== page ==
I LOVE it when techniques overlap like this! As Shama said in one of his videos, the Thai have been doing this type of massage for thousands of years, but they can’t tell you what muscles, etc they are working on — they just know it feels good and is effective. Western practitioners know exactly what anatomical structures they are manipulating and they are coming up with almost EXACTLY THE SAME TECHNIQUES! This is endlessly fascinating to me.
Yesterday, I found myself spontaneously doing the Thai foot massage on my clients on the table! I didn’t even know I was going to do it until I did it, it just felt so natural to do so. I found this is very easy to incorporate into table massage. I was already doing something similar with my foot work, but now I take the stretches and pressure points further, deeper and more thorough, more Thai-like My body mechanics are also much better as that is such a strong emphasis in the videos. It feels so good to use my whole body, and I am sure it feels better to the client as well.
When Amanda and I practiced the techniques on the mat I did have a little of a challenge with the body mechanics. I found that it was uncomfortable to sit on my legs so long, and had to frequently stretch and shake them to restore circulation! I also found that it was a bit of a challenge to keep a straight back and feel easy in my body sometimes because of my particular body structure — I have a very long torso and comparatively shorter arms and legs. I was often having to round my back to hold the feet and legs, and I had to adjust the placement of the client’s leg over my own so I could reach them enough. I felt I was much more effective standing and working from the table. Any suggestions to how to modify the techniques for body types such as mine?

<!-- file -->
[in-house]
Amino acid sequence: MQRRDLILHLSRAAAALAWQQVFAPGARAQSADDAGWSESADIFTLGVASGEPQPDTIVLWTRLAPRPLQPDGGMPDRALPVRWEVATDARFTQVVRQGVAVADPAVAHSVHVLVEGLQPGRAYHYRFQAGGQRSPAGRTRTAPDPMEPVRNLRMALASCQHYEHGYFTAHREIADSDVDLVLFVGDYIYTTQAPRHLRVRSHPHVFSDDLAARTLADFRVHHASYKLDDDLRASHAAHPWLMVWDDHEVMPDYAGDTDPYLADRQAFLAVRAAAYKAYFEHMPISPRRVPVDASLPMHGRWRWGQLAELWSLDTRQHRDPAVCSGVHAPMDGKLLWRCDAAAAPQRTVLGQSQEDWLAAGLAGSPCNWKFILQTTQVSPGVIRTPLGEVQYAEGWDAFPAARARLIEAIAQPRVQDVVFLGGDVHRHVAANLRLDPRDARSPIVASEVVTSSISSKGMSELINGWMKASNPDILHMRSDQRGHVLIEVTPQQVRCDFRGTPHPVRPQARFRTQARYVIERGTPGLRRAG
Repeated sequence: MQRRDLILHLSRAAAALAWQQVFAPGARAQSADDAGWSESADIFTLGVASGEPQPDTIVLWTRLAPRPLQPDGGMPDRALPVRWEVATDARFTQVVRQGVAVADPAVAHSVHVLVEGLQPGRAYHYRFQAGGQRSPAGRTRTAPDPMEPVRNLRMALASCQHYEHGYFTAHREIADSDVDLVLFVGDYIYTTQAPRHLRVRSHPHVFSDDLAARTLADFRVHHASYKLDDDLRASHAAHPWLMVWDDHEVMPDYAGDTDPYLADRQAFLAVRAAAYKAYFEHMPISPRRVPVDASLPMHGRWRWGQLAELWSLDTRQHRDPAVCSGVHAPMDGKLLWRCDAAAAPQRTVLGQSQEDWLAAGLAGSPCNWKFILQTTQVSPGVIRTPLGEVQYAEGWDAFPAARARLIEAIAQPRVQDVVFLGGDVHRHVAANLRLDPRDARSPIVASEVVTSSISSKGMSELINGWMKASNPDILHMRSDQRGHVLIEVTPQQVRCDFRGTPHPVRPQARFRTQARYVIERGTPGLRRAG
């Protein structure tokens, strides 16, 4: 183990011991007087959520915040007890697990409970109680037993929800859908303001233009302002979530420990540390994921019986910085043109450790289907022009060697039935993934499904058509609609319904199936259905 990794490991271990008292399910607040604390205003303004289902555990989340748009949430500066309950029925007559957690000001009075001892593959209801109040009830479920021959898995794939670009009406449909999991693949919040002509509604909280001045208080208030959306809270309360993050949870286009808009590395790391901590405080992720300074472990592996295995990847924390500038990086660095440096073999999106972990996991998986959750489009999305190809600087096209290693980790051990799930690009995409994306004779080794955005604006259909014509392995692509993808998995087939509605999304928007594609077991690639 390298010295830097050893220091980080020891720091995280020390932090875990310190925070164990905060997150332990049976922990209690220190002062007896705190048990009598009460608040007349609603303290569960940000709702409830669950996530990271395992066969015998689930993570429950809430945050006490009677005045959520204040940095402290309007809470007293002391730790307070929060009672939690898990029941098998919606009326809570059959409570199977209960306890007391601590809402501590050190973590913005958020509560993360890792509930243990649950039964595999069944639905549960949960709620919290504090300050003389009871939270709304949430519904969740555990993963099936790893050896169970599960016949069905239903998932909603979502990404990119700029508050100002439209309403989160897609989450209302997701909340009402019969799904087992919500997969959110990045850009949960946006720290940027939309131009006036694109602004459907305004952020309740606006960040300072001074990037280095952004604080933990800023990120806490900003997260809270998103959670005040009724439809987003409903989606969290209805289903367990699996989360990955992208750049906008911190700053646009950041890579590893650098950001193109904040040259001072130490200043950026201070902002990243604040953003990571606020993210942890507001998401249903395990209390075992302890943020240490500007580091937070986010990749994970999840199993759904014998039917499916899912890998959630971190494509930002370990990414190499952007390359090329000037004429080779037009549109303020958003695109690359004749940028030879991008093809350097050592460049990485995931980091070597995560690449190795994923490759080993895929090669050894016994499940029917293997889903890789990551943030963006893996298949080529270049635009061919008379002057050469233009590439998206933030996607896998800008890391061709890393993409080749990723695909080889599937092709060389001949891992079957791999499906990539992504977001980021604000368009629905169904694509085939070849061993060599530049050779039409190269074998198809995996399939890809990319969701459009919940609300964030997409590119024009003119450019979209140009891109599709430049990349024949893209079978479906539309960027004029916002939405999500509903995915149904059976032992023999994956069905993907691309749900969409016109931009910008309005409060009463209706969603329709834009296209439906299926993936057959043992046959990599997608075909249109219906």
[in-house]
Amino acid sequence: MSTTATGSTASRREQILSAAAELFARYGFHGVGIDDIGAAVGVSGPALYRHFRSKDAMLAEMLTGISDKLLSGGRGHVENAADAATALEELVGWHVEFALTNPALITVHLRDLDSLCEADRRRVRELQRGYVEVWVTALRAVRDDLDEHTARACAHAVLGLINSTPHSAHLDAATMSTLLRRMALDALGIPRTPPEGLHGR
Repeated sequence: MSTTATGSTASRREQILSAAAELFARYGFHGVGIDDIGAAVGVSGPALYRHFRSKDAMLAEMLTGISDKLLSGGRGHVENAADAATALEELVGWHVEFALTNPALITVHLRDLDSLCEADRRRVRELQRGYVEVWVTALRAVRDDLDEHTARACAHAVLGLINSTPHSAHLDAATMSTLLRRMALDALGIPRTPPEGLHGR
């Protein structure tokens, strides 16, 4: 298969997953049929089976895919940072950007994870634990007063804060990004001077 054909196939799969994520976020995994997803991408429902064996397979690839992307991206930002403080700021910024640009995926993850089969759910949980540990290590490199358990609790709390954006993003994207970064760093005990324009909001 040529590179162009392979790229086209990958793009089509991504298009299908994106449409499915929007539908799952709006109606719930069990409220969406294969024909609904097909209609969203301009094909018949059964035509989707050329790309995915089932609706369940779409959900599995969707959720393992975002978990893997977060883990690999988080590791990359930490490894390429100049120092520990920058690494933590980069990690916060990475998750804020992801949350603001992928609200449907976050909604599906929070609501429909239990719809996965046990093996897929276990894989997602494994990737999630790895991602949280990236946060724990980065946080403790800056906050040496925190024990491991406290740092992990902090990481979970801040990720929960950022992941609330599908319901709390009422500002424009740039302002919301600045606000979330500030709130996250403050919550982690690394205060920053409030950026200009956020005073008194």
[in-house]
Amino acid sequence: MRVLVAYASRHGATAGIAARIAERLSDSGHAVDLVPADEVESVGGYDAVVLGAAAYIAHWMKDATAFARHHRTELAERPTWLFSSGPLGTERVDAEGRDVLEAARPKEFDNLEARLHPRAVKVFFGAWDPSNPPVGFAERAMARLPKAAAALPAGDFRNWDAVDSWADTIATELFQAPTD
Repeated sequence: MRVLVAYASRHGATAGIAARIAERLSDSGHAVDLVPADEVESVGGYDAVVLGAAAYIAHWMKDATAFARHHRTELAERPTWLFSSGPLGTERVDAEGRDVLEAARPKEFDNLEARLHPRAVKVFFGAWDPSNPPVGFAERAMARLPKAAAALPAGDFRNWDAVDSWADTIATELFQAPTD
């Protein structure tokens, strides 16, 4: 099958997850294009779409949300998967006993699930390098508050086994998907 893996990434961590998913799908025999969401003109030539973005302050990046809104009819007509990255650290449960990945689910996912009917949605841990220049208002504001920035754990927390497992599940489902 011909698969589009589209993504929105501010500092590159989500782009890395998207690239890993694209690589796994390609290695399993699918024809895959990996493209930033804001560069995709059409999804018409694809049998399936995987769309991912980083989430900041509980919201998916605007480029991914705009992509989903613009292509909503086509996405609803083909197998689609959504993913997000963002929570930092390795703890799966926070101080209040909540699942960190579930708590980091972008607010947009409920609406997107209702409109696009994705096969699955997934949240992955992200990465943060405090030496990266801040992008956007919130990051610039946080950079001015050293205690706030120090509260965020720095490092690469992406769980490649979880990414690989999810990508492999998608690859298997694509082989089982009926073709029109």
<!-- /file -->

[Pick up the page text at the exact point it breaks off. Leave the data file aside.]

Welcome Tammy. That was a serious introduction! You have writing talent.
I am glad to have another yoga practitioner with us. I think the majority of people who take this course are into yoga as well. It’s just a great fit.
By the way, nobody taught me the leg pushing and pulling and turning technique. It just came to me like many of my techniques. It is not part of traditional Thai Massage at all, although it fits in with it perfectly. I sometimes go into this super creative state and great techniques just emerge from there, even if I have never seen them before. I believe in being creative in a flow state rather than following a mechanical system. Of course in the beginning you have to get the basics down, but once that has happened the sky is the limit.
It sounds like you have lots of knowledge of all kinds of modalities, so you are ahead of the game already. You will be flying through this course!
Regarding modifying the techniques for your body type, I would give it a little time. You will see that throughout the course I give many suggestions for modifying techniques for different body types and sizes and weights. You will probably find your solution there.
September 6, 2013
Wow, my massage practice has been unusually busy the last few weeks, and we fell behind a little in our Thai studies. We are almost caught up now, and should be fully caught up by next week.
Videos 4 – 9